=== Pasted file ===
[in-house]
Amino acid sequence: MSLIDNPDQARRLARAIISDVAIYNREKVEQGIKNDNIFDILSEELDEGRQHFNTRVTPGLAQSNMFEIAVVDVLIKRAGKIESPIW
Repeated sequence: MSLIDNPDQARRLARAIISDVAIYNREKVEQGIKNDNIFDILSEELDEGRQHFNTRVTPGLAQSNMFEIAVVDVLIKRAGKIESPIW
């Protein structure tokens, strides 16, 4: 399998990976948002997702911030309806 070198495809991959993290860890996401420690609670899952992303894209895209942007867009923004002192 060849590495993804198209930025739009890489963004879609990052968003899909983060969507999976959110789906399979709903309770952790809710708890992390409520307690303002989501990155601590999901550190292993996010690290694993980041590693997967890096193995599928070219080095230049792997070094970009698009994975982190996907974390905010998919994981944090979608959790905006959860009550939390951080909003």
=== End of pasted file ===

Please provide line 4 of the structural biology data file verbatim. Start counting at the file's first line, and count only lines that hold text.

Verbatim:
């Protein structure tokens, strides 16, 4: 399998990976948002997702911030309806 070198495809991959993290860890996401420690609670899952992303894209895209942007867009923004002192 060849590495993804198209930025739009890489963004879609990052968003899909983060969507999976959110789906399979709903309770952790809710708890992390409520307690303002989501990155601590999901550190292993996010690290694993980041590693997967890096193995599928070219080095230049792997070094970009698009994975982190996907974390905010998919994981944090979608959790905006959860009550939390951080909003």